One of the things I’m trying with these goals is to make them S.M.A.R.T.(er) than my previous ones.  For those of you who don’t know, I spent several years conducting program evaluation research.  One of the keys for measuring success is that objectives must be specific, measurable, achievable, relevant, and time-bound.  Here’s what I’ve come up with:

1)      Write 6,000 words per week specifically for one of my novels

Rationale: I want 2016 to be the year I start and finish a novel.  If I stay on track with this goal, that gives me an additional 36,000 words.  Since I already have 35,000 words written for my middle grade novel, this should be more than enough to finish and make substantial progress on some of my other unfinished writing.

2)      Attend a weekly writer’s group

Rationale: Writers’ groups are invaluable for providing feedback and connection to other writers.  I cannot say enough good things about them and I’ve been blessed to belong to some outstanding ones (Durham Writers’ Group, Schenectady Public Library, United Church of Christ Congregational Norfolk, and SCBWI Eastern CT).  Attending a writers’ group on a weekly basis will also keep me writing a variety of projects.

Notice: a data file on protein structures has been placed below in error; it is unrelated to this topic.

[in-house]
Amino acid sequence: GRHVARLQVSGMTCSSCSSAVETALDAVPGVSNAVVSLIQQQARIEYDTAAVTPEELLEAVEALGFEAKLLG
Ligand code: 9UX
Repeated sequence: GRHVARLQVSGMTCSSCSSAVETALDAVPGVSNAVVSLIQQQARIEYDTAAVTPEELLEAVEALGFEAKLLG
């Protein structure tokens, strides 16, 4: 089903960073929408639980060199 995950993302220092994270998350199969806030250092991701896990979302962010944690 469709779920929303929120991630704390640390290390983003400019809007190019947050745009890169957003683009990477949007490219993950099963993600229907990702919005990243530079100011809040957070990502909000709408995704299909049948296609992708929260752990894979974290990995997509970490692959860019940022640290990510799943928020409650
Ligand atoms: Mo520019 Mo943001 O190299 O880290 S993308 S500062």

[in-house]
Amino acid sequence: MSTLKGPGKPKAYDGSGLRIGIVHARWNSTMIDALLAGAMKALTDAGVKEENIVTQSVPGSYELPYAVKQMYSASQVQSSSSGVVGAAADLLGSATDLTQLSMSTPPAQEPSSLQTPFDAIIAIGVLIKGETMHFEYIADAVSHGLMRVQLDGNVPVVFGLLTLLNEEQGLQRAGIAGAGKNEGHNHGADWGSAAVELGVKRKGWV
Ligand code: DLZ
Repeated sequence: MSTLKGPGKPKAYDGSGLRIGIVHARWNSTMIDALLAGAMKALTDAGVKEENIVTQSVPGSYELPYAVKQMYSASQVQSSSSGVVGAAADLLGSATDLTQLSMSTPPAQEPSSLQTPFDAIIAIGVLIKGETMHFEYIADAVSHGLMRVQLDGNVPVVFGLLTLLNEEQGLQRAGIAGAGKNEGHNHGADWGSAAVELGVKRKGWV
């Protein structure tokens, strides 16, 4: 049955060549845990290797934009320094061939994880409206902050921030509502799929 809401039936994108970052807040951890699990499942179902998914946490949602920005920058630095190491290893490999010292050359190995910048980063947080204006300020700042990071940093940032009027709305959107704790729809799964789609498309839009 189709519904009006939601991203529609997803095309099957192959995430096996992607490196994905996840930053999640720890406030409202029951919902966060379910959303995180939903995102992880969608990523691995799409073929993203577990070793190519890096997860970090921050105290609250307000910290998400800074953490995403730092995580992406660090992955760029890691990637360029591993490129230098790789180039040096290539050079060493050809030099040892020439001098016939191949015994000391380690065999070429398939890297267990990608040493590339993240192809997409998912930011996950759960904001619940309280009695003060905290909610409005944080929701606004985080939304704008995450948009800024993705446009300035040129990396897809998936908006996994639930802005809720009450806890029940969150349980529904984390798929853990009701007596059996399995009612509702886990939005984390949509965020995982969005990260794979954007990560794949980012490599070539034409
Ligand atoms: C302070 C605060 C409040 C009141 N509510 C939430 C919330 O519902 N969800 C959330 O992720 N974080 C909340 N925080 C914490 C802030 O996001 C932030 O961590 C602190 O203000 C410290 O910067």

3)      Listen to at least one Brandon Sanderson lecture on writing each week

Rationale: From my 8 years of teaching research writing, I have good technical writing skills.  Imagination and creativity are also two of my greatest strengths.  But after reading Libbie Hawker’s Take Your Pants Off: Outline Your Books for Faster, Better, Writing, I realized I still have a lot to learn about fiction to take my writing to the next level.  One of my good friends highly recommends Brandon Sanderson’s lectures and my husband reads his books.  Since I write a lot of fantasy, I thought this would be a good fit for me.  Plus, he’s got a lot of material freely available on the internet.